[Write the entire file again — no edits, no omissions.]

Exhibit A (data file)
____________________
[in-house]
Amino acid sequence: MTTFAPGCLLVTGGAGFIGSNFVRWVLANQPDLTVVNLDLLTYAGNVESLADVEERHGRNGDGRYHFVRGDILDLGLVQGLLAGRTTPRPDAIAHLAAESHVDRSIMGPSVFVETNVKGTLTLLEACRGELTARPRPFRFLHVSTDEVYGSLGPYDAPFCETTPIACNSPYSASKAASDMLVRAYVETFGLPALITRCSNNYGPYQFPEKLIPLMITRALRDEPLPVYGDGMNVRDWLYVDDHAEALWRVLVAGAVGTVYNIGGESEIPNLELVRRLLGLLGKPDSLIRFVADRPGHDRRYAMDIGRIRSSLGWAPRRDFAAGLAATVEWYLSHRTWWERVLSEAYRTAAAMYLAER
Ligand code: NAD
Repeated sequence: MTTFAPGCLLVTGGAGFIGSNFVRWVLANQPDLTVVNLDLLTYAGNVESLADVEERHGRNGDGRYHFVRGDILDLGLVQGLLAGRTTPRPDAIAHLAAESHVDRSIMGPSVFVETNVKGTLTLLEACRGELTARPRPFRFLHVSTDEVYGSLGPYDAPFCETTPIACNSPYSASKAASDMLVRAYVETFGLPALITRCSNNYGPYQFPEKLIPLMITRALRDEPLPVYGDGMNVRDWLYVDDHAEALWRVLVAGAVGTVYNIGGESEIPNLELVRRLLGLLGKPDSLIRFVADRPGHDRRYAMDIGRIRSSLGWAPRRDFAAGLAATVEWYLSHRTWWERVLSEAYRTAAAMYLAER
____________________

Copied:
[in-house]
Amino acid sequence: MTTFAPGCLLVTGGAGFIGSNFVRWVLANQPDLTVVNLDLLTYAGNVESLADVEERHGRNGDGRYHFVRGDILDLGLVQGLLAGRTTPRPDAIAHLAAESHVDRSIMGPSVFVETNVKGTLTLLEACRGELTARPRPFRFLHVSTDEVYGSLGPYDAPFCETTPIACNSPYSASKAASDMLVRAYVETFGLPALITRCSNNYGPYQFPEKLIPLMITRALRDEPLPVYGDGMNVRDWLYVDDHAEALWRVLVAGAVGTVYNIGGESEIPNLELVRRLLGLLGKPDSLIRFVADRPGHDRRYAMDIGRIRSSLGWAPRRDFAAGLAATVEWYLSHRTWWERVLSEAYRTAAAMYLAER
Ligand code: NAD
Repeated sequence: MTTFAPGCLLVTGGAGFIGSNFVRWVLANQPDLTVVNLDLLTYAGNVESLADVEERHGRNGDGRYHFVRGDILDLGLVQGLLAGRTTPRPDAIAHLAAESHVDRSIMGPSVFVETNVKGTLTLLEACRGELTARPRPFRFLHVSTDEVYGSLGPYDAPFCETTPIACNSPYSASKAASDMLVRAYVETFGLPALITRCSNNYGPYQFPEKLIPLMITRALRDEPLPVYGDGMNVRDWLYVDDHAEALWRVLVAGAVGTVYNIGGESEIPNLELVRRLLGLLGKPDSLIRFVADRPGHDRRYAMDIGRIRSSLGWAPRRDFAAGLAATVEWYLSHRTWWERVLSEAYRTAAAMYLAER